Death has been in the headlines continually in the last year. However, one statistic you might not have heard, is that on average, 402 UK and Irish citizens die each year of accidental drowning, deaths which the Royal Life Saving Society (RLSS) argue are completely preventable, stating that “Even one drowning is one too many”. And they are on a mission to change it.
From the 19th to the 26th June, the RLSS is organising Drowning Prevention Week as part of their mission to help everybody enjoy water safely. The campaign encourages schools, parents, leisure centres, water sports providers, and the wider community to use water resources safely and to take the time to teach people the skills they need to enjoy a “lifetime of fun in the water”. The campaign is needed more than ever this year because a lot of time and education has been lost during the pandemic with swimming pools closed and swimming lessons cancelled, revealing a large education gap in water safety.
What is even more worrying is that in some communities, where engagement with water safety activities and swimming has been traditionally low, this gap seems to have increased and there needs to be a large and more focused effort to reach out to these communities and get the messages across.
Some of these under-represented communities include the Black community where 80% of children and 95% of adults do not swim. Other groups where the society is keen to get safety messages across are in younger people, particularly males since over 80% of those who drown accidentally are male and 23% are aged between 16-30, with a massive 46% reported as never intending to go in the water.
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On July 31 last year, a ten-year-old boy, Ravi Saini survived for more than an hour using floating advice he had remembered seeing on a BBC TV documentary, after being swept out to sea whilst enjoying a day out at a beach near Scarborough. His RNLI rescuers praised him when they found him floating on his back, with his arms and legs spread, shouting for help, and were convinced that his ‘Float to live’ technique (see below) had saved his life.
One of the best things you can do to help the campaign, therefore, is to spread the simple water safety messages, and to raise awareness of the issue among your staff, parents and friends.
Last year, the RLSS educated nearly two million people with essential water safety advice, and this year, they are hoping to reach many more. You can show your support by downloading and sharing images, templates and banners from their website to add to your social media accounts, and use the following hashtags and Twitter tags with messages of support:
The society is also producing a range of educational materials and a toolkit to use in your settings and there are resources aimed especially at pre-schoolers, primary, and secondary schools too. The toolkit includes suggested social media posts, example emails, and blogs to advise parents about the week, so a lot of the work has been done for you. It is just a matter of getting the message out to the people you know. And there’s a prize draw for everyone who uses the hashtags/tags, giving them the chance to win a Dryrobe changing robe, so there’s an extra incentive to get the message out.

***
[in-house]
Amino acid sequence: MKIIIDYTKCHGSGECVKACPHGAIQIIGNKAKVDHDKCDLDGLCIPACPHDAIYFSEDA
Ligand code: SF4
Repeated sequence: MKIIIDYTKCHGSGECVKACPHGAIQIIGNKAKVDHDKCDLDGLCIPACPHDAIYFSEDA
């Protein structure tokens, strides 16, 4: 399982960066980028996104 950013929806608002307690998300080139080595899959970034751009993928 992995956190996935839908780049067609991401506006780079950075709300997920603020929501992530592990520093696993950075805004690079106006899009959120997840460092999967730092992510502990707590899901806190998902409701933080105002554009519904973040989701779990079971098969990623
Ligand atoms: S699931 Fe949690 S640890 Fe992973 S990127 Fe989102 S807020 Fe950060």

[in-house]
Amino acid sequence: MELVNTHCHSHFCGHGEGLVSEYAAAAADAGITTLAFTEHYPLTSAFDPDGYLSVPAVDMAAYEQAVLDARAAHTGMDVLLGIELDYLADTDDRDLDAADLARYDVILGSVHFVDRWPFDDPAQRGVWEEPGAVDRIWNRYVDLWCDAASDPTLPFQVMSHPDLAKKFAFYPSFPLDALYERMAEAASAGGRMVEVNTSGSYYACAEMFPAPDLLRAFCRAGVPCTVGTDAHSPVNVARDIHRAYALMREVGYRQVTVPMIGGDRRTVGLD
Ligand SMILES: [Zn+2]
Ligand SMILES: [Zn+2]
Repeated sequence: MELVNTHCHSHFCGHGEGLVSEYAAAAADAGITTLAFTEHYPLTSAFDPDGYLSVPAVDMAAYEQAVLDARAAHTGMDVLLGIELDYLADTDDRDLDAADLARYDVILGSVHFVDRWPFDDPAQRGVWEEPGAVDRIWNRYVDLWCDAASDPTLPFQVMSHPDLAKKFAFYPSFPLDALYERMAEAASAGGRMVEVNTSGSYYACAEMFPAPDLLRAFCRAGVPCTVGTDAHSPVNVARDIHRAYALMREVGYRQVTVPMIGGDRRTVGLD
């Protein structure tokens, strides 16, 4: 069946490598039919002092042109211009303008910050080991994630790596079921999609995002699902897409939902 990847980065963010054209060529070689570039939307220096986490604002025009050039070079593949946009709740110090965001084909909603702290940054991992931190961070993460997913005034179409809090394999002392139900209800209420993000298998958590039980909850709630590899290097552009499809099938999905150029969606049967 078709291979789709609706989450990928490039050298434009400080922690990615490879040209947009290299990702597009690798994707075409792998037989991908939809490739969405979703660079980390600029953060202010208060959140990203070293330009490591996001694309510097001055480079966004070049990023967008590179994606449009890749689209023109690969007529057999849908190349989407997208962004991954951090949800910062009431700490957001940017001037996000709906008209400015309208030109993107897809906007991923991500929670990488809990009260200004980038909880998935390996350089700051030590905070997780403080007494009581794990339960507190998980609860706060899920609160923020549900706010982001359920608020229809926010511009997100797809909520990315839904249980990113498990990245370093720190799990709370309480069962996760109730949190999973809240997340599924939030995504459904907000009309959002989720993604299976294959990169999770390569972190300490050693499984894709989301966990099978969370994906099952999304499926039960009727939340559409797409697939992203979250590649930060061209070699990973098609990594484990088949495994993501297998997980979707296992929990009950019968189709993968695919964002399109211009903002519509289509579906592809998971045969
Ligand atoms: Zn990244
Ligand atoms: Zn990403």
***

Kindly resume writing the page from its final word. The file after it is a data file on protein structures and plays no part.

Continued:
What are the main messages?
This year, there are 3 main messages:
- Throughout 2020 and 2021, young people have vitally missed out on the opportunity to swim, leaving a dramatic gap in school swimming and water safety education
- Drowning is preventable – even one drowning is one too many
- Through free, accessible education and training, everyone can enjoy water safely
Follow the Water Safety Code
The Water Safety Code is a simple code to follow whenever you are near water and is the backbone of all water safety education. Its messages are simple and aimed at helping people make the right, early critical decisions around water, as well as telling them what to do in an emergency.
However, water safety is not just about going swimming and their advice extends to keeping people safe at home, using the bath, paddling pools, swimming pools and aquaparks, and whilst walking near water in winter too. Check out the website for lots of helpful advice for families and people of all ages, and you can even learn how to gain lifesaving qualifications or participate in lifesaving competitions.
Below are some of the main messages and advice to follow.
‘Float to live’ advice from the Royal National Lifeboat Institution (RNLI)
People are urged to follow this potentially lifesaving advice if they find themselves in trouble after falling into cold water.
Fight your instinct, not the water – meaning don’t try to swim hard or thrash about as this can lead to breathing in water and drowning, especially if people are suffering from cold water shock
Instead, relax and float on your back, spreading your arms and legs out like a starfish until you have regained control of your breathing